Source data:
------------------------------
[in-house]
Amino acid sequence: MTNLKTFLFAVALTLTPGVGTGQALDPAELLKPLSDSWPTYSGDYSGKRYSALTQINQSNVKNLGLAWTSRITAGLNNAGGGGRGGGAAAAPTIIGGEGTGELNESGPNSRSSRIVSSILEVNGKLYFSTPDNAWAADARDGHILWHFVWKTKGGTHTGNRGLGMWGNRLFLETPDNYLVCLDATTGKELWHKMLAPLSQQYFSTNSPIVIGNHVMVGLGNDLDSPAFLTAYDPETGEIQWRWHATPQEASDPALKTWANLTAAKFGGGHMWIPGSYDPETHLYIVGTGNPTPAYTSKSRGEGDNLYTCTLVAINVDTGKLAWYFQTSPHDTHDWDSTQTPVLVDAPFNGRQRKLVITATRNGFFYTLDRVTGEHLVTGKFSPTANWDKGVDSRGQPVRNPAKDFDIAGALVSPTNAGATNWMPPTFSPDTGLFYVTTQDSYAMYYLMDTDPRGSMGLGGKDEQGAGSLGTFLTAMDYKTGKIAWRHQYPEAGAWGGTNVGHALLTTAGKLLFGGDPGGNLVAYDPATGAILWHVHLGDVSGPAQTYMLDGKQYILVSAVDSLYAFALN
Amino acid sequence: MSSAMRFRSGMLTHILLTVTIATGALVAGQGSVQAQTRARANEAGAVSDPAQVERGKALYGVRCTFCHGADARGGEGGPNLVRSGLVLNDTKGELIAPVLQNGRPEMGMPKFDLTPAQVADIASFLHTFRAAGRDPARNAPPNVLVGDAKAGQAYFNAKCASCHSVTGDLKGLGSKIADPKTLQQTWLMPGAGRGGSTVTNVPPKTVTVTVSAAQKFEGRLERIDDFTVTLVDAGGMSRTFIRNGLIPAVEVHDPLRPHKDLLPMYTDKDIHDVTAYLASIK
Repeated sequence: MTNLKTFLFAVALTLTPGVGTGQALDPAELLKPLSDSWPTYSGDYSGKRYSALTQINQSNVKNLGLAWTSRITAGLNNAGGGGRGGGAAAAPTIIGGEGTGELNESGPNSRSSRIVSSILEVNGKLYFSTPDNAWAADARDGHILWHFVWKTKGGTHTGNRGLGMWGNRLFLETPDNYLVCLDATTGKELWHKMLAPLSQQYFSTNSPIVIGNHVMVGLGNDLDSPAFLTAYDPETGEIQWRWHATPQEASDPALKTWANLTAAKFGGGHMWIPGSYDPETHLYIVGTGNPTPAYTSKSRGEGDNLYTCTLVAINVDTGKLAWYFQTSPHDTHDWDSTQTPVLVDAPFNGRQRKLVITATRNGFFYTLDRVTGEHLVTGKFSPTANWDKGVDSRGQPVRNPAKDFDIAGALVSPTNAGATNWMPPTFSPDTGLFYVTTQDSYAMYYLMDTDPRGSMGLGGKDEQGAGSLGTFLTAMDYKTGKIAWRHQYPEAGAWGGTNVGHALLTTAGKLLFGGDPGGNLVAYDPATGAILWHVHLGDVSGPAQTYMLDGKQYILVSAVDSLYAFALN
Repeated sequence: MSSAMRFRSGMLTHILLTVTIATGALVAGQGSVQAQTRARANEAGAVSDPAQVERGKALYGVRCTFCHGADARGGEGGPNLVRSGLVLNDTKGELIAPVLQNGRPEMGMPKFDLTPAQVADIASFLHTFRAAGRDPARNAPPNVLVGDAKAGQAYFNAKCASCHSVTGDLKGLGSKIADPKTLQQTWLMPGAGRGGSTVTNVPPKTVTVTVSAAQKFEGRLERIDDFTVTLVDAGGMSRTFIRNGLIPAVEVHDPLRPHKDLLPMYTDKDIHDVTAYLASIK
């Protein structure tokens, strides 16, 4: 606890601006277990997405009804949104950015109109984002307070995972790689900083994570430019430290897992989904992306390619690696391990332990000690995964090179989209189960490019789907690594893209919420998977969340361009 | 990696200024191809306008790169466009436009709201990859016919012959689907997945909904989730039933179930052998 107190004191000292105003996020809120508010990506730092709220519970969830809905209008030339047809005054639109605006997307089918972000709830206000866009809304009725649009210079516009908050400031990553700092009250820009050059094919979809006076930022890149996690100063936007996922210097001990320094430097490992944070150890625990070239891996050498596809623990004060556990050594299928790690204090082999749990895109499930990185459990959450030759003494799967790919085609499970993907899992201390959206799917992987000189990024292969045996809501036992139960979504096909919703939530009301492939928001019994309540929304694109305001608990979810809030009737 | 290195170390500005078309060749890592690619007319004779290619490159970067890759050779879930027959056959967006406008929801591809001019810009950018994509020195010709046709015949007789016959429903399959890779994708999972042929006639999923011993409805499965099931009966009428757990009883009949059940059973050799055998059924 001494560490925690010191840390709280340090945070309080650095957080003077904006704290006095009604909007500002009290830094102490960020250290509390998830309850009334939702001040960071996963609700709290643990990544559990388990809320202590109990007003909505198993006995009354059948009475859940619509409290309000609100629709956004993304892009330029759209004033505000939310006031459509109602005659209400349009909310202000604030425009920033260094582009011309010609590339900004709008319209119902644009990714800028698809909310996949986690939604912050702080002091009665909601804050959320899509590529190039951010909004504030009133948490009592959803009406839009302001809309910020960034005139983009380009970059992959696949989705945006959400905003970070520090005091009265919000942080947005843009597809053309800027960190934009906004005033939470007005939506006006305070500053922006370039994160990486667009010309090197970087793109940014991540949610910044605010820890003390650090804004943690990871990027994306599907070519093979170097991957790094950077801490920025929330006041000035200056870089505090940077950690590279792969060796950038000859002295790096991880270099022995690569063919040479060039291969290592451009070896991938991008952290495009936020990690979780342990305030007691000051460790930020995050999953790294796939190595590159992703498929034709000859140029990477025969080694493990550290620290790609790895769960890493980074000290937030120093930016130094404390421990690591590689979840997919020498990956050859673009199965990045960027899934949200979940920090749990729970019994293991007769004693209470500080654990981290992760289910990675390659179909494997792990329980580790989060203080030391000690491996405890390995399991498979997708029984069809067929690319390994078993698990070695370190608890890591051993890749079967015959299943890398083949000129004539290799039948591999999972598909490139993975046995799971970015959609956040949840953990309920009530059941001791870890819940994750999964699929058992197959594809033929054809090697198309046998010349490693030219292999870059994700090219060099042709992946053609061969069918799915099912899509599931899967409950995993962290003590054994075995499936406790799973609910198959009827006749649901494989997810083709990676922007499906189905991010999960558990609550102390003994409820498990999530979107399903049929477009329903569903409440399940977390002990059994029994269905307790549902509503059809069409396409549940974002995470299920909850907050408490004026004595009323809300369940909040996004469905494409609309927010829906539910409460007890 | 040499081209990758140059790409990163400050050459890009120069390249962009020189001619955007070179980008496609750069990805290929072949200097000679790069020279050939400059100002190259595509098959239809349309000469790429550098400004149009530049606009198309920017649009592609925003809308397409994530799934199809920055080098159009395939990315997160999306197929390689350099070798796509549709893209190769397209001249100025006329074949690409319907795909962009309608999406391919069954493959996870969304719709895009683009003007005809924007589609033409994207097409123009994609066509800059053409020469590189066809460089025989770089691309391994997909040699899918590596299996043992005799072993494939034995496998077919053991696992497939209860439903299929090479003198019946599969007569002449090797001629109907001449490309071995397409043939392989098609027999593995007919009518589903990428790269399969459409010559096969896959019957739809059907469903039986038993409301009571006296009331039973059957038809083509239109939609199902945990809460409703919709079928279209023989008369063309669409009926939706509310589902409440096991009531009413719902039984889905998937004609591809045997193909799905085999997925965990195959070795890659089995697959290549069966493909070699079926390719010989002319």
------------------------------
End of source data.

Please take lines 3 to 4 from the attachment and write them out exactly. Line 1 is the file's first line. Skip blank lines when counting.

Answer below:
Amino acid sequence: MSSAMRFRSGMLTHILLTVTIATGALVAGQGSVQAQTRARANEAGAVSDPAQVERGKALYGVRCTFCHGADARGGEGGPNLVRSGLVLNDTKGELIAPVLQNGRPEMGMPKFDLTPAQVADIASFLHTFRAAGRDPARNAPPNVLVGDAKAGQAYFNAKCASCHSVTGDLKGLGSKIADPKTLQQTWLMPGAGRGGSTVTNVPPKTVTVTVSAAQKFEGRLERIDDFTVTLVDAGGMSRTFIRNGLIPAVEVHDPLRPHKDLLPMYTDKDIHDVTAYLASIK
Repeated sequence: MTNLKTFLFAVALTLTPGVGTGQALDPAELLKPLSDSWPTYSGDYSGKRYSALTQINQSNVKNLGLAWTSRITAGLNNAGGGGRGGGAAAAPTIIGGEGTGELNESGPNSRSSRIVSSILEVNGKLYFSTPDNAWAADARDGHILWHFVWKTKGGTHTGNRGLGMWGNRLFLETPDNYLVCLDATTGKELWHKMLAPLSQQYFSTNSPIVIGNHVMVGLGNDLDSPAFLTAYDPETGEIQWRWHATPQEASDPALKTWANLTAAKFGGGHMWIPGSYDPETHLYIVGTGNPTPAYTSKSRGEGDNLYTCTLVAINVDTGKLAWYFQTSPHDTHDWDSTQTPVLVDAPFNGRQRKLVITATRNGFFYTLDRVTGEHLVTGKFSPTANWDKGVDSRGQPVRNPAKDFDIAGALVSPTNAGATNWMPPTFSPDTGLFYVTTQDSYAMYYLMDTDPRGSMGLGGKDEQGAGSLGTFLTAMDYKTGKIAWRHQYPEAGAWGGTNVGHALLTTAGKLLFGGDPGGNLVAYDPATGAILWHVHLGDVSGPAQTYMLDGKQYILVSAVDSLYAFALN